9) Why didn't you accept my submission?

First and foremost its nothing personal between the site and you. We never enjoy deleting pictures, we appreciate the effort people go to, to help the site. If we delete or reject a picture its for strictly administrative reasons. Those being a violation of the rules and guidelines we've set for the site, to try and keep it useful and focused. To be more specific, pictures will be deleted if the quality of the picture is poor, theres no reason for us to keep a badly taken picture on the site. They will also be removed if information on the picture is clearly entered wrong, obvious writers not given credit, crew names abbreviated incorrectly, or just overall poorly done job of putting info with the picture. We do not have time to waste fixing stuff like that, so it will be deleted. Also, just like they dont put practice/sketches in musuems and gallerys, we are not interested in having it on the site. So if something looks like it was done on a piece of board in your backyard, or random simple stuff done in spare space at a penit or behind a shopping mall, theres no reason for us to document that because other people are not interested in seeing it. This site is about documenting good pictures of good graffiti, if you get fame from that, then so be it, but if you don't, you need to figure out what you're doing wrong and step it up. The bottom line is this: If we put every single picture of graffiti onto the site, it would be completely flooded and bloated and would no longer be interesting or useful.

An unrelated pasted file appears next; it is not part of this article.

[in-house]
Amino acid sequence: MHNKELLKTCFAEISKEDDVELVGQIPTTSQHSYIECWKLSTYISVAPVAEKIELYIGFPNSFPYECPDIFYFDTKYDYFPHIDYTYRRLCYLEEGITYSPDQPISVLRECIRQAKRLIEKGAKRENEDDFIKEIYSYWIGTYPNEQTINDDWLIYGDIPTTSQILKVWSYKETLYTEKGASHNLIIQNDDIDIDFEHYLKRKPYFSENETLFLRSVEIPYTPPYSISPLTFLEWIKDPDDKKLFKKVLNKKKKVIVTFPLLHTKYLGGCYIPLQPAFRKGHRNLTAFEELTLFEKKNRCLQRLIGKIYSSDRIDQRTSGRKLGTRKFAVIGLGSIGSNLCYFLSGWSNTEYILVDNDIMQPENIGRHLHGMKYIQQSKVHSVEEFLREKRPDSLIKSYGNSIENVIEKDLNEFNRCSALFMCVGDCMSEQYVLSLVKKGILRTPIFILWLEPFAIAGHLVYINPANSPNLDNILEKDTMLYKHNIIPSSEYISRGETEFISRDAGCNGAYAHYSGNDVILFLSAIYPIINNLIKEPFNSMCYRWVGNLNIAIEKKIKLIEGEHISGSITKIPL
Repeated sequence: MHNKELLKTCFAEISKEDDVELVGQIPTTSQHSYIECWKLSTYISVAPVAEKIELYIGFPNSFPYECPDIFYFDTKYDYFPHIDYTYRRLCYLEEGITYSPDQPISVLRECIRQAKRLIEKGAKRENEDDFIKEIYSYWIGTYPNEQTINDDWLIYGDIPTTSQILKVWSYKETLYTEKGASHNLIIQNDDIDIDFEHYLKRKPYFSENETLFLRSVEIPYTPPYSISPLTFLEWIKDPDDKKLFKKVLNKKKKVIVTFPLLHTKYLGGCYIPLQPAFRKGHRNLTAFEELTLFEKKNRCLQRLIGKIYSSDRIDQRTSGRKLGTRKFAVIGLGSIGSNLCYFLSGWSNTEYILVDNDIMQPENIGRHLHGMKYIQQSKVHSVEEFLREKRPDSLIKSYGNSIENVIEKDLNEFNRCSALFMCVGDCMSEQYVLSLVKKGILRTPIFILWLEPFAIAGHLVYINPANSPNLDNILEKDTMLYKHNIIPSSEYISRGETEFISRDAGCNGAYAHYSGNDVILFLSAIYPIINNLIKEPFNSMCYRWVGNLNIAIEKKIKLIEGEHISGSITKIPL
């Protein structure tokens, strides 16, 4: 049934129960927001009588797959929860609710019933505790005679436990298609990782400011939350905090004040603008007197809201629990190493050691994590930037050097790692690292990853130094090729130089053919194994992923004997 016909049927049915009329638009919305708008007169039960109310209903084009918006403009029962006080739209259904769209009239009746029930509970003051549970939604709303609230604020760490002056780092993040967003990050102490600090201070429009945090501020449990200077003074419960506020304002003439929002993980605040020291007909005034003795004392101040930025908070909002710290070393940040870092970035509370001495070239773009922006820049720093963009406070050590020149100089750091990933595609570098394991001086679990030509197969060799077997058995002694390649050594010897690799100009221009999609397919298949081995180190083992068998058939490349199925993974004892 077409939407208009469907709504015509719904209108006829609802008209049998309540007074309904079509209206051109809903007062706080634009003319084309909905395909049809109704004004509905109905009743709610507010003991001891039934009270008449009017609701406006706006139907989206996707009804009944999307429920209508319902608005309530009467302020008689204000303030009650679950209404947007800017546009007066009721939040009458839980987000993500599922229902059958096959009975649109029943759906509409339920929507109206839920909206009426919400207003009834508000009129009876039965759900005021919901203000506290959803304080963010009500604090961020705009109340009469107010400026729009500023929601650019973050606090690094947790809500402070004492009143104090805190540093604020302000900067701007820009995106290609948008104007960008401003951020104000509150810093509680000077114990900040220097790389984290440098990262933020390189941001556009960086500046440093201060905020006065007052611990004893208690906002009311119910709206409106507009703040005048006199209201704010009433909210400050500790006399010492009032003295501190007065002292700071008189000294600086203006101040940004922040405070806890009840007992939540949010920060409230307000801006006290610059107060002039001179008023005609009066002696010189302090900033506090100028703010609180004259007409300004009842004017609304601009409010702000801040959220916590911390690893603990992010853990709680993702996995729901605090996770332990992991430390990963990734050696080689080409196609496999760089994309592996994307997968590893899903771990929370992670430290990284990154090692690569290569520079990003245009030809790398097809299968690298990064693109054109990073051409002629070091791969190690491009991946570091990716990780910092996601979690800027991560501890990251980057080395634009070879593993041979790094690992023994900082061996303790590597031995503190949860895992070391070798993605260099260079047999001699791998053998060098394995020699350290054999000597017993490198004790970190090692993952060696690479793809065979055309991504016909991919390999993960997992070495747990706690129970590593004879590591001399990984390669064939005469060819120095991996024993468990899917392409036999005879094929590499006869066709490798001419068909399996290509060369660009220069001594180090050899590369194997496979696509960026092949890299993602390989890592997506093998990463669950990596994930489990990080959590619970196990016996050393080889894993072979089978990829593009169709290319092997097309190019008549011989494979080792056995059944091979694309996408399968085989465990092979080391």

10) What do you think of the Graf Scene in South Florida and Where do you think its headed?

Well, thanks to the now dying 'real estate boom' in South Florida, alot of the Penit's we knew and loved, and that kept the scene focused, have long since been knocked down and built into boring typical urban real estate. Miami really needs a revivial of the underground, energetic individualism that embodied graffiti across the city in the 90's. The 80's were great too, but it was such a small scene then, its hard to really compare it to how it blossomed in the 90's. Nowadays its all caught up in the fantasy side of hiphop and being fashionable. Jay-Z, P.Diddy, Marc Ecko, and all the fat white guys running hiphop in New York, don't need anymore money. You all need to support and buy stuff from Miami stores, by Miami brands, by other Miami artists. This scene will go nowhere if we are constantly dick-riding other cities, beefing with each other, and hating on everything else local. Ultimately graffiti is about the following: bringing awareness non-traditionally, sophisticated communication, enhancing your surroundings, being creative as hell, having fun with your boys, and creating a lasting, and hopefully aesthetically pleasing mark on the world around you. Graf has been hollywoodized by commercial fuckers like Marc Ecko and anyone trying to sell hiphop to you. That whole endless beef, graffiti fashion bullshit was never what it was about. Thats what they've sold you its about, so that you buy their products, and support their ends. Wake up South Florida. Its time to take things forward, and build on the diverse city, culture, and history we have down here.